• Chunk up smaller gains into larger units e.g. milestones, blocks, points turning into 'level ups'

      • Colour in boxes with % completion

    • Make slow changes visible graphically

      • Show time series i.e. a graph of how things have changed over a long enough period

      • Animate history, accelerated as with time lapse photography

      • Show cumulative data

  • Look at more types of desired results (giving more chances of finding helpful progress)

Some more practical examples

That was a long list of individual ideas and it may help to think about examples of them used in meaningful combinations to tackle common problems.

Writing an article or report

Writing a document such as an article or report involves developing some ideas and an outline, and also writing the full text. Writing the full text, when the ideas are ready, tends to go quickly and it's great to see the paragraphs building up at such speed. It's easy to see that progress is being made towards the goal of a completed document ready for publication.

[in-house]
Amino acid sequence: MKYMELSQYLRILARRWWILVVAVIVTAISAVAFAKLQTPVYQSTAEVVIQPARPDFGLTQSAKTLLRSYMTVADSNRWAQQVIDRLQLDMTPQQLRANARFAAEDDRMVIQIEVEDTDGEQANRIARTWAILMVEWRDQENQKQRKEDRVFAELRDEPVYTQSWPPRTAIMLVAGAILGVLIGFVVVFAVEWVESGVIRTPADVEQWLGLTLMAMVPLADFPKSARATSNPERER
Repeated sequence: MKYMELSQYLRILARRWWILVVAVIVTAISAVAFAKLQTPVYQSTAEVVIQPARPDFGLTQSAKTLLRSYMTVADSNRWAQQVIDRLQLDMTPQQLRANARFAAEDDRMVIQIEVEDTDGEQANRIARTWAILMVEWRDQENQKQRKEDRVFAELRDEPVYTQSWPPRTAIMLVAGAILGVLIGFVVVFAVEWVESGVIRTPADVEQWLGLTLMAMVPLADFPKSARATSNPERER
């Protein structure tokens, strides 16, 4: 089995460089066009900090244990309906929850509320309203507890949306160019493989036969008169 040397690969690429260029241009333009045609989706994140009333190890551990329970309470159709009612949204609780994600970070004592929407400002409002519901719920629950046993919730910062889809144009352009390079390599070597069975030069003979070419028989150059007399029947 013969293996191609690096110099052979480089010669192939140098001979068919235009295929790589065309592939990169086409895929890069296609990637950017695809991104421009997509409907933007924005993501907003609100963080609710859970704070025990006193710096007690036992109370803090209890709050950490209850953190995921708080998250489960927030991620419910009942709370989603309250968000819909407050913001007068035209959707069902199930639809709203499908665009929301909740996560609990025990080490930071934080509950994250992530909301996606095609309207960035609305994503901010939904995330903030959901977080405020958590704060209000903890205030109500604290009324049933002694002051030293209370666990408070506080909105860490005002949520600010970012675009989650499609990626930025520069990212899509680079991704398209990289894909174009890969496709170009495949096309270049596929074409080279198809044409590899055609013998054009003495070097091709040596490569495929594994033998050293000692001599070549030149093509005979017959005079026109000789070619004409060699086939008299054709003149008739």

By comparison, during the earlier activity of developing ideas and outlines it is much harder to see progress. A mess of confused jottings can get larger without giving a convincing sense that progress is being made.

One way to overcome this is to measure the quantity and organisation of the ideas. Assuming you write your ideas down as lists, track the development of each list through successive versions, including when lists are merged or split. Give a point for each bullet point then extra points for organisation. For example, if a list has 10 bullet points on it but is only 50% well organised in your opinion, give it a score of 10 + 10*0.5 = 15.

Keep a cumulative tally of total bullet points and total score. When a list is superceded by a better version increase the numbers by the incremental improvement. Plot both bullet point counts and scores on a graph.